New Delhi: Teachers of Jawaharlal Nehru University (JNU) have voiced their criticism over the imposition of Central Civil Services (CCS) Conduct Rules, 1964, saying they are “against the spirit of a university”.
The rules, which were on the agenda of the 147th academic council meeting held on Saturday, guide the “conduct” and “service” for teachers and staff based on the government’s regulations.
Teachers believe that through the CCS Conduct Rules, which have already been imposed in media schools such as Indian Institute of Mass Communication (IIMC), the administration is surreptitiously muzzling criticism against the policies of the government.
A section of teachers from several centres has written asking for the withdrawal of the rules’ clauses along with more time for adequate study and discussion on the issue.
“Despite this, the agenda item was not withdrawn,” said the JNU Teachers Association in a statement.
RULES WILL CURB FREEDOM, SAY TEACHERS
The association said the rules were applied to “administrative officers in the government” and their extension to universities such as JNU would take away the institution’s social benefit.
“A university produces new knowledge and teaches it. But to do so, it needs independence of thinking and the freedom to dissent and act on that dissent. The CCS rules will remove these freedoms,” JNUTA said in a statement.
It, however, said the attempts to crush the spirit of resistance of the JNU faculty and attacks on the university from its own administration would fail.
Professor Surajit Mazumdar of the School of Social Sciences said, “Under these rules, economics professors can be punished for discussing economic policy; political scientists can be punished for discussing politics; environmental science professors can be punished for discussing environmental policy; scientists can be punished for discussing government science policy etc.”
The teachers explained that strictures on publication mean that routine academic work of writing and publishing papers becomes a violation of service conditions.
“Matters of academic honour — such as being invited to be on the editorial board of journals — will become a violation of service conditions,” they said in a statement.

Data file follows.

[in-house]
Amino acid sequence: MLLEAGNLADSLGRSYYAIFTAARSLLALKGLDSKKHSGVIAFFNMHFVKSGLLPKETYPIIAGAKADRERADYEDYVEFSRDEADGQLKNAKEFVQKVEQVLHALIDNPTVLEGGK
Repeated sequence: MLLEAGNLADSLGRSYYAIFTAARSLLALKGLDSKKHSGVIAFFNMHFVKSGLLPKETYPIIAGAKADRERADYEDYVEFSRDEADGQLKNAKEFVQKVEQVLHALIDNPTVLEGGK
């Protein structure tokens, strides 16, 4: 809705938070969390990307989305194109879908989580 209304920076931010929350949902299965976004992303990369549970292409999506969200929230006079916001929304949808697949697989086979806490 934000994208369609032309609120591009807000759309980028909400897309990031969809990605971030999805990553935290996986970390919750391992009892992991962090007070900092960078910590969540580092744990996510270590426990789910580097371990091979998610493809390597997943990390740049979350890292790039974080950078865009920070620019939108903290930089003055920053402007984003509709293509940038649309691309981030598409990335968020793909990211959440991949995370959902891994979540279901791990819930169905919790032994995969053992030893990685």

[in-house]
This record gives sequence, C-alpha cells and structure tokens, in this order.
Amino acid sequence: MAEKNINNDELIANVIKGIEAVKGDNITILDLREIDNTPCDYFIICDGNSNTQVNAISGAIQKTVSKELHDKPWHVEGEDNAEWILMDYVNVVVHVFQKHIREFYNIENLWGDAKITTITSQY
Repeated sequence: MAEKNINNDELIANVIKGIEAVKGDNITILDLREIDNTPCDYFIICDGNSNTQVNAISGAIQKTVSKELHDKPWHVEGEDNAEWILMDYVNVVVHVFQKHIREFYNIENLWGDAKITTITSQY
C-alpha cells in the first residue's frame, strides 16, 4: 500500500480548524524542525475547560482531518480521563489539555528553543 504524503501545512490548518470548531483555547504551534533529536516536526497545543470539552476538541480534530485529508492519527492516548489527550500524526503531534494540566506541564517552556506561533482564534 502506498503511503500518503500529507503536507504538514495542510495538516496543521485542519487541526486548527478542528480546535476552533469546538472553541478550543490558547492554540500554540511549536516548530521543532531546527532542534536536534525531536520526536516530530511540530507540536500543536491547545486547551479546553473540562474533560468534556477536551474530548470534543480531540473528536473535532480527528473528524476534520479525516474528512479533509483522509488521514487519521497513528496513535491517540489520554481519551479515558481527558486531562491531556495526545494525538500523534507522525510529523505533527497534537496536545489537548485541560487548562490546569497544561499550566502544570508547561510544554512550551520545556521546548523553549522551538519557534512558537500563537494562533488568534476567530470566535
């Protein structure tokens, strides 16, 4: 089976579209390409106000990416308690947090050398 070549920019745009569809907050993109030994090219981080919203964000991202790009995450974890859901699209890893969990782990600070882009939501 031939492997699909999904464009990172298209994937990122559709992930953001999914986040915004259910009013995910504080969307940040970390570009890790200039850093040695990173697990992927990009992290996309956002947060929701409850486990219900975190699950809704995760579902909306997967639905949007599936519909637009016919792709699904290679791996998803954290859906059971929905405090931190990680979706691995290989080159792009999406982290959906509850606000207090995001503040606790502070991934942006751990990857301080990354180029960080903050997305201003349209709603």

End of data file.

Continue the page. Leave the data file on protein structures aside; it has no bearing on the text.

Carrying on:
THE CCS RULES and UGC Clause in Question
Detailing the fears of teachers, Mazumdar said so far, 48 teachers had been given show-cause notices invoking CCS rules.
“These were never part of any legislation in JNU. They were not formal. This time, the academic council met to makes changes in the new ordinances in the light of new UGC Regulations on Teachers Service Condition, which comes with the seventh pay commission. But the 2018 UGC Rules do not say anything on the CCS conduct Rules.”
He added that JNU implemented a clause where it wanted to make it clear that wherever other rules on conduct fall silent, they will bring CCS Conduct Rules of 1964.
"The universities are autonomous bodies and the nature of work of teachers is not the same as of government officials,” he said.
On the other hand, Rector Chintamani Mahapatra dismissed claims made in the association’s statement. “These are all rumours,” he told News18.
“In 2011, the EC passed a resolution saying that if any rule is silent on conduct, the CCS conduct rules would be applicable. In fact, the new UGC rules mean that until a university has its own conduct rules, the CCS Conduct Rules 1964 would be applicable to them.”
While some teachers feel that the "imposition of CCS Conduct Rules" is deriving legitimacy from new UGC regulations, some say they go against the very spirit of those new UGC regulations.
"The new UGC rules protect intellectual discourse and citizenship rights,” say teachers. A section of the new UGC rules, in fact, says that teachers should express "free and frank opinion" by participating in professional meetings, seminars, conferences, and towards the contribution of knowledge.